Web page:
Be interesting to know what it cost to raise a fish to stocking size in comparision to what the price paid to the commercial fisherman at the fish house is.

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Post Options Post Options   Thanks (1) Thanks(1)   Quote dead_fowl Quote  Post ReplyReply Direct Link To This Post Posted: 08 December 2015 at 2:42pm
The exact same scenario exists in the Pamlico River as well.


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Post Options Post Options   Thanks (1) Thanks(1)   Quote capt_gordon Quote  Post ReplyReply Direct Link To This Post Posted: 08 December 2015 at 2:55pm
Lets stop talking in euphemisms. Dumb people don't understand irony. The net industry in the Albemarle Sound management area is taking tons and tons (literally) of stripers out of the water and not reporting them. There, I said it.  Can we get somebody to do something about it now? (probably not, as usual)
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Post Options Post Options   Thanks (0) Thanks(0)   Quote TomM Quote  Post ReplyReply Direct Link To This Post Posted: 08 December 2015 at 3:44pm
A lot of those come from the shad fishery. Dominion stocks them to go thru dams grow up and get caught in a net for roe. Sounds stupid is stupid!
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Post Options Post Options   Thanks (1) Thanks(1)   Quote Rick Quote  Post ReplyReply Direct Link To This Post Posted: 08 December 2015 at 4:18pm
Originally posted by chriselk chriselk wrote:

So Rick if I recall the commercial CMSA Striped Bass fishery is a directed fishery with an annual quota of 25,000 lbs.  I am presently having trouble downloading the actual comm catches in the CMSA (not at home, and personal hotspot choking on the large doc)-so I dont know comm harvest-perhaps someooe has it handy.

From the WRC paper you cited, anglers caught about 2,000 lbs. 

So IF the comms are harvesting even close to the quota they are exceeding rec harvest about ten fold.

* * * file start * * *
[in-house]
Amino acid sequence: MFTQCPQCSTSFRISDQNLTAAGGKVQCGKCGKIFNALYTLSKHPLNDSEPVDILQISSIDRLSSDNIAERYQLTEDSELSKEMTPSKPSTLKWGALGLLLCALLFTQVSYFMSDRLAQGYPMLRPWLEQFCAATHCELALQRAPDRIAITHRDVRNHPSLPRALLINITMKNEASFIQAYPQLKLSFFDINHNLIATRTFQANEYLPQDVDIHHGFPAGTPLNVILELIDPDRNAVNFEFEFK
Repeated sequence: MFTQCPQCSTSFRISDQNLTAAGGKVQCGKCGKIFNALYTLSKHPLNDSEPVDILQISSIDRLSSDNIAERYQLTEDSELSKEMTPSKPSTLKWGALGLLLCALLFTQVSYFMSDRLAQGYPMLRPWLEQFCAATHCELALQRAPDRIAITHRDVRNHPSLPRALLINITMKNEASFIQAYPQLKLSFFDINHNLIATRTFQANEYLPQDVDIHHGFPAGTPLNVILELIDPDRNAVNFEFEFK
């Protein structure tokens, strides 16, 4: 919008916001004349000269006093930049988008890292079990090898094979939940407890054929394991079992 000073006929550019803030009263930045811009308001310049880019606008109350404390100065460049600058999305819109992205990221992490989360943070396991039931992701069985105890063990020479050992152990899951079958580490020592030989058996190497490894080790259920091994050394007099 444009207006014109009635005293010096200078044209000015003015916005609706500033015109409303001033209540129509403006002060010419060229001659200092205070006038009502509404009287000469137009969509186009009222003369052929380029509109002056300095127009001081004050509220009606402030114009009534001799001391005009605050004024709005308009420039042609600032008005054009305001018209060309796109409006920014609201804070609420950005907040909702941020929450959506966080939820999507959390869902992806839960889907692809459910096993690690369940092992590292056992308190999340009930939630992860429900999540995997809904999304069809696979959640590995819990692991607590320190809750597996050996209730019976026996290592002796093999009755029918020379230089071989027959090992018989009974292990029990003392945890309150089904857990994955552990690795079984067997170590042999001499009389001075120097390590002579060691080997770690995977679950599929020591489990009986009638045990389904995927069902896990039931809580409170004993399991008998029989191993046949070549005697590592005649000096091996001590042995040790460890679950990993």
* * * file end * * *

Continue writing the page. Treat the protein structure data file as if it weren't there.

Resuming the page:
Since we are buying comms the fish, I think the comms need to buy us all a beer. Or the catches reversed.

Based on WRC info, it should be closed like the Southern region.


You'll find it here-  http://portal.ncdenr.org/web/mf/05-striped-bass-csma-ssr-2015

Commercials land twice as many of our fish that we are paying for than we do.  Commercials have averaged a landing value of $2.38 per pound.

Average Commercial Landings and Value 2005-2014 – 23,623 lbs. / $56,297

2014 Commercial Landings and Value 25,085 lbs. / $68,607 (quota managed)

Average Recreational Landings 2005-2014 – 10,275 lbs., 2014 – 13,371 lbs.

I saw the figure of $1.2 million annually spent by the NCWRC to stock just the Neuse being quoted by Capt. Dave Stewart on another website.  That value was based on a personal conversation that Dave had with Ben Ricks.  Ben is a biologist with NCWRC and one of the authors of the Neuse River data study linked above.

Let's think about it this way for 2014-
25,085 (Commercial) + 13,371 (recreational) = 38,456 pounds landed in Tar, Neuse and Cape Fear at a cost of at least $1.2 million to stock.  That is $31.20 per landed pound and the commercials are selling their catch for $2.38 per pound. 

...only in NC when managed by the NCDMF, because we're "Different".




Edited by Rick - 08 December 2015 at 4:24pm
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Post Options Post Options   Thanks (0) Thanks(0)   Quote BaitWaster Quote  Post ReplyReply Direct Link To This Post Posted: 08 December 2015 at 6:54pm
Originally posted by Rick Rick wrote:


It is my understanding that the NCWRC has presented these data and analyses to NCDMF. At this time NCDMF has declined to conduct a stock assessment on CSMA striped bass and given an indication that the DMF will wait until fall 2018 before discussing potential management changes to this important fishery paid for by sportsman's dollars that supports what is basically a hatchery based put and take fishery.


While I agree the commercial take is disproportionate and need to be reassessed, NCWRC gets about a third of its funding from licenses and about a third from General Fund appropriations. 

Sound like it's become like the trout streams in the western part of the state.
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Post Options Post Options   Thanks (0) Thanks(0)   Quote TomM Quote  Post ReplyReply Direct Link To This Post Posted: 08 December 2015 at 8:15pm
BW you are a numbers guy. If a third of their budget comes from the general fund then how many commercials benefit from money collected from all taxpayers in the state? Any SCFL money going to that pot? Agree with you this needs a fresh look.